What is Personal Reflection ?
The ability to critically self reflect is unique to humans. In essence it requires person to look back at one’s actions, and examine one’s thoughts and feelings during that action. When we reflect on ourselves we regard ourselves as if seeing in a mirror. We look at who we are. If the mirror we hold to ourselves is clear and unsullied we can examine all aspects of ourselves clearly. If it is murky and unclear we cannot see ourselves clearly and as others see us. This process of holding a mirror to our inner selves is personal reflection.
Objectives of reflection
There are four goals of personal reflection processes in the fellowship programme. They are:
- Personal reflection is a tool to gain insight into our self. It enables us to see ourselves clearly-as we are; who we are.
- Personal reflection serves as a pause in action. Acting out of reflecting leads to better action next time.
- Personal reflection brings our unique strengths to the forefront so that we build on these. At the same time, it helps us to manage our weaknesses or slowly chip away these.
- A significant goal of reflection is that of regulating ourselves, and our behaviors toward the end goal of leading oneself. This is the main tool we have to sharpen ourselves.
The need for personal reflection in the fellowship programme
One of the core values of the fellowship is that leadership is centered around action. During the course of our actions, we may not pause to think about the actions, how our own actions affect us, and where the action springs from.
Personal reflection sessions help us relook at the actions we undertake, our patterns of responding to various situations. Our actions also change us, in that sense they become us. Thus it becomes necessary that after a period of action we take stock of who we are; what we have become.
Personal reflections are built along the fellowship programme in such a manner that after a period of action, they allow us to understand who we are and where we are headed so that ultimately we can steer our own selves.
The processes are designed to be markers or milestones in our journey towards developing core leadership competencies of courage, resilience and discovering the person we are capable of becoming.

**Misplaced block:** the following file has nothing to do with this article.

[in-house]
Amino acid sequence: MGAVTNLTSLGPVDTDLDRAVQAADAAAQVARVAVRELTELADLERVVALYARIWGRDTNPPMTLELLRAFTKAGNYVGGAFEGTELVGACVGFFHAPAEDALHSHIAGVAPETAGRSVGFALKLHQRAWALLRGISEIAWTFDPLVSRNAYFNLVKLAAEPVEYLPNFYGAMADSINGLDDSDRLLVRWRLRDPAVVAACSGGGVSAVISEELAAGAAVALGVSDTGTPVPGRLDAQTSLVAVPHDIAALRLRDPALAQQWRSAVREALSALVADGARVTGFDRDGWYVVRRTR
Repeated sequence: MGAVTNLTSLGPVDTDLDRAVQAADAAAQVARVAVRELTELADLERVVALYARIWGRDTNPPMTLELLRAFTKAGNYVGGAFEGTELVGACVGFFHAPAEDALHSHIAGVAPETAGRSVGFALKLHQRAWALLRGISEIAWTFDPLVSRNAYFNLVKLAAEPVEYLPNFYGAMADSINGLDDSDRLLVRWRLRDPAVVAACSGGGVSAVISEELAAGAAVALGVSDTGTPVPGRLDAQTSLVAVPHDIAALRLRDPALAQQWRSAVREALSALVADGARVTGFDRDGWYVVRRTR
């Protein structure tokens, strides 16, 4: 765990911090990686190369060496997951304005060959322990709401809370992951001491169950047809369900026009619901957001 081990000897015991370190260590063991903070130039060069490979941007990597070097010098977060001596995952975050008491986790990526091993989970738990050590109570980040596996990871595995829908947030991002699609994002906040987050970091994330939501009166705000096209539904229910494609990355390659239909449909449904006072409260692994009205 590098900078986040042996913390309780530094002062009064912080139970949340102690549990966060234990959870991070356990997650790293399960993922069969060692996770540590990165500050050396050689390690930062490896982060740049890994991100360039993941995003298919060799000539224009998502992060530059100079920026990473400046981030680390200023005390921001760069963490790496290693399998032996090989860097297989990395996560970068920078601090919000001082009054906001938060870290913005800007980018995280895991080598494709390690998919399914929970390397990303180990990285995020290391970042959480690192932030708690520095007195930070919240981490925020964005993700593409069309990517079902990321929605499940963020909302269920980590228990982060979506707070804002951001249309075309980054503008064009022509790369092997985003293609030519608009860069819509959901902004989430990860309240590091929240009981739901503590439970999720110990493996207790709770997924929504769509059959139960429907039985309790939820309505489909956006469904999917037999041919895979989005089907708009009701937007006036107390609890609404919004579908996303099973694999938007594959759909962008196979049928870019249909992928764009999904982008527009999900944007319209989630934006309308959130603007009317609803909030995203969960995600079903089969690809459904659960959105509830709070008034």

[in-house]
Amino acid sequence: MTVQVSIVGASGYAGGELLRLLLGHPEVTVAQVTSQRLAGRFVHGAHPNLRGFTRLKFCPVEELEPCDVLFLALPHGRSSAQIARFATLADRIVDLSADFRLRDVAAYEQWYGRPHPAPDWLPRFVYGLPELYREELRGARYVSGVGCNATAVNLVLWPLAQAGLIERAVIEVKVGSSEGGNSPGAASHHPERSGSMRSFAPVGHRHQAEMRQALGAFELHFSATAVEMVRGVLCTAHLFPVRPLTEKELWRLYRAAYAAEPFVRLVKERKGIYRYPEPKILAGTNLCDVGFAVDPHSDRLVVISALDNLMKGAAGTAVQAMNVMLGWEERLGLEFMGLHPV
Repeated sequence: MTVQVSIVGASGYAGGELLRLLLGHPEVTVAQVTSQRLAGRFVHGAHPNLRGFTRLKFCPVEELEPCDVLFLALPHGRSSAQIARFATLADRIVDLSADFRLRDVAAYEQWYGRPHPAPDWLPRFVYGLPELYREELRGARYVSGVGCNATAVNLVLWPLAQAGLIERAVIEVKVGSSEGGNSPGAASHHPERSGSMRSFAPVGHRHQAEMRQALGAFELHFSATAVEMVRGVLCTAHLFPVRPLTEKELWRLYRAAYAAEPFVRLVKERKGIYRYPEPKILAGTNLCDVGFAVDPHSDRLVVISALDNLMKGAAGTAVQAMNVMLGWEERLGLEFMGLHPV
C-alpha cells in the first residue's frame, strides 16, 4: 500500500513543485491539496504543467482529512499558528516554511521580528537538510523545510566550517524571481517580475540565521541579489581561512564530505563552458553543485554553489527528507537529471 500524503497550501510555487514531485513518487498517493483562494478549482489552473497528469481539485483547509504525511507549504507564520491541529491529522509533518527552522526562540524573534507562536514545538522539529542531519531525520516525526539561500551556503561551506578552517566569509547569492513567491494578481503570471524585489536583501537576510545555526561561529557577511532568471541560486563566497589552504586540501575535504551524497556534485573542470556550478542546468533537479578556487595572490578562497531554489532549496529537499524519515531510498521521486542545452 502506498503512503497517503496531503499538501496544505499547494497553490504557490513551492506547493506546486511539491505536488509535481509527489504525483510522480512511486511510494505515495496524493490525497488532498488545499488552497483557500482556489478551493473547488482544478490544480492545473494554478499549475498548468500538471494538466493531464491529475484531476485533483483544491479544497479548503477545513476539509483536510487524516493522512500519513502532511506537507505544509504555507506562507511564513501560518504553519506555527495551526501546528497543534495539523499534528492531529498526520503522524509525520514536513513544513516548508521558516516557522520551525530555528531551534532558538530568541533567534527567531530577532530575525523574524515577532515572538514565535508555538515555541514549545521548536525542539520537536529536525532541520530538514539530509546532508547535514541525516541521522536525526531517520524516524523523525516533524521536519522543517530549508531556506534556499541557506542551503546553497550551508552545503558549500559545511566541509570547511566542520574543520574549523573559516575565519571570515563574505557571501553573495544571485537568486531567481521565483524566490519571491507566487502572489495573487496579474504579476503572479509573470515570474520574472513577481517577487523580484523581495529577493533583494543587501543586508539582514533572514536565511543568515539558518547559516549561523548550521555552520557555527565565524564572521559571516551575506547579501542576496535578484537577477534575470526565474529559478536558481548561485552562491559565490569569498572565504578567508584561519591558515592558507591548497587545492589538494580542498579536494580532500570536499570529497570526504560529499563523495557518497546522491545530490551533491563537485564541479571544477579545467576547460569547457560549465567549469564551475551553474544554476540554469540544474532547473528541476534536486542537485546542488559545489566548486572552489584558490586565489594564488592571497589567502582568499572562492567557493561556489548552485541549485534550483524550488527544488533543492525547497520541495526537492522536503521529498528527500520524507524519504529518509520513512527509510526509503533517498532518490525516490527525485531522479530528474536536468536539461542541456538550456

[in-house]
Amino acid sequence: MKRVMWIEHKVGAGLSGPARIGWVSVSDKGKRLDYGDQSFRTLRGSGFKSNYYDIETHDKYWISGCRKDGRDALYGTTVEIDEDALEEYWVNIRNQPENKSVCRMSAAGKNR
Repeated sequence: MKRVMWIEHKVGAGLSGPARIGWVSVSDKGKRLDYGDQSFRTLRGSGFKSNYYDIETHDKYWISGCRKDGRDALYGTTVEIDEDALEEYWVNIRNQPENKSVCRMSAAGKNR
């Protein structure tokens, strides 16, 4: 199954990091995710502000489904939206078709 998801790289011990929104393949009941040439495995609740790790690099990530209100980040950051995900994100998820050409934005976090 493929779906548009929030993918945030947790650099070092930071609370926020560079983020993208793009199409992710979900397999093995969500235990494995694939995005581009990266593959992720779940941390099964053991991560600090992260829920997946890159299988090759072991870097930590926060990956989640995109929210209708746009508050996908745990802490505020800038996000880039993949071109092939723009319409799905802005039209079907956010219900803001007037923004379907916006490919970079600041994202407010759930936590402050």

In the fellowship, the GFs reflect on the following areas:
- Choices they have made.
- Their strengths and the determination that they have to forge ahead and succeed.
- Who they are- background, who are the different stakeholders in their life and how they respond to them.
- Who they are- minus the background and stakeholders- discovering own self.
- What they value.
- Their private dreams.
What will aid insight into one’s self?
The self reflection called for in these processes is different from rumination. In rumination one is constantly thinking about oneself, often in a negative over anxious way. In rumination we analyze situations and our actions in them, but this often assumes the form of constantly questioning oneself “ I should have done this in a different way- why did I do that?” The end result of such a rumination is often labeling oneself as a ‘failure’ and a refusal to act out of fear.
Personal reflection sessions need to be critical enough to provide context, to evaluate good and bad but not self punishing in terms of lamenting why one did this. All reflection is a springboard for better action and not paralysis.
Reflection is also different from simply recalling events that have happened or actions that one has undertaken. In recalling events, I may just chronicle events and my feelings about the events. In personal reflection, I look at how events and my own actions and reactions to it have affected ‘me’, how I have grown through it.
Fellowship design for reflection
Personal reflection is an end of the semester process for GFs to critically introspect on self. Thus Semester one follows by PR I, Semester two by PR II, Semester three by PR III and Semester four by PR IV. Each PR is designed keeping in mind the GF’s journey in the entire fellowship programme as well as the semesters that have preceded and will follow it.
The following are the objectives of the four PRs
PR I: Learning the PR process and using it as an effective tool to know myself
The main goal of the first PR process is to help the GF understand his/her responses to his/her experiences in the first semester and his/her growth due to the experiences
- slum immersion/village immersion-understanding essential similarities in being human and learning from the differences of people.
- process of change in oneself as a result of the experiences-what did I learn, how did I learn what I did.
- Discovering one’s patterns of responses to different people in field, among team.
- Understanding what has shaped these patterns
- Assessing one’s strengths-and weaknesses.